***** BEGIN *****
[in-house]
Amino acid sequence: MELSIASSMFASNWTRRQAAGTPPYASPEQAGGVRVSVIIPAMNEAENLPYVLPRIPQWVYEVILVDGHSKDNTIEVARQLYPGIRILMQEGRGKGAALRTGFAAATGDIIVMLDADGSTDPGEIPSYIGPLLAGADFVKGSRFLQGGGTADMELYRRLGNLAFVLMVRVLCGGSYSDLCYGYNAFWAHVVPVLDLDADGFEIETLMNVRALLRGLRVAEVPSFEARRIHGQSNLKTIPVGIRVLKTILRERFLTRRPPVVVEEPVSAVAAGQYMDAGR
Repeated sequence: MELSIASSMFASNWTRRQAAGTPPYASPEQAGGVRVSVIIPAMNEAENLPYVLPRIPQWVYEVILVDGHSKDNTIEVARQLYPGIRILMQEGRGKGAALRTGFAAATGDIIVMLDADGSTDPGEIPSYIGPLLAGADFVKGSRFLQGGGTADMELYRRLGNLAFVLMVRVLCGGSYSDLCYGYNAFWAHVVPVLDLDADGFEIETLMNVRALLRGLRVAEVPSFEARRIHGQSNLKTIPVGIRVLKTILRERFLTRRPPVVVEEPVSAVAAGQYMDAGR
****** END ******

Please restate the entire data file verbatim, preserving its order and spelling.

[in-house]
Amino acid sequence: MELSIASSMFASNWTRRQAAGTPPYASPEQAGGVRVSVIIPAMNEAENLPYVLPRIPQWVYEVILVDGHSKDNTIEVARQLYPGIRILMQEGRGKGAALRTGFAAATGDIIVMLDADGSTDPGEIPSYIGPLLAGADFVKGSRFLQGGGTADMELYRRLGNLAFVLMVRVLCGGSYSDLCYGYNAFWAHVVPVLDLDADGFEIETLMNVRALLRGLRVAEVPSFEARRIHGQSNLKTIPVGIRVLKTILRERFLTRRPPVVVEEPVSAVAAGQYMDAGR
Repeated sequence: MELSIASSMFASNWTRRQAAGTPPYASPEQAGGVRVSVIIPAMNEAENLPYVLPRIPQWVYEVILVDGHSKDNTIEVARQLYPGIRILMQEGRGKGAALRTGFAAATGDIIVMLDADGSTDPGEIPSYIGPLLAGADFVKGSRFLQGGGTADMELYRRLGNLAFVLMVRVLCGGSYSDLCYGYNAFWAHVVPVLDLDADGFEIETLMNVRALLRGLRVAEVPSFEARRIHGQSNLKTIPVGIRVLKTILRERFLTRRPPVVVEEPVSAVAAGQYMDAGR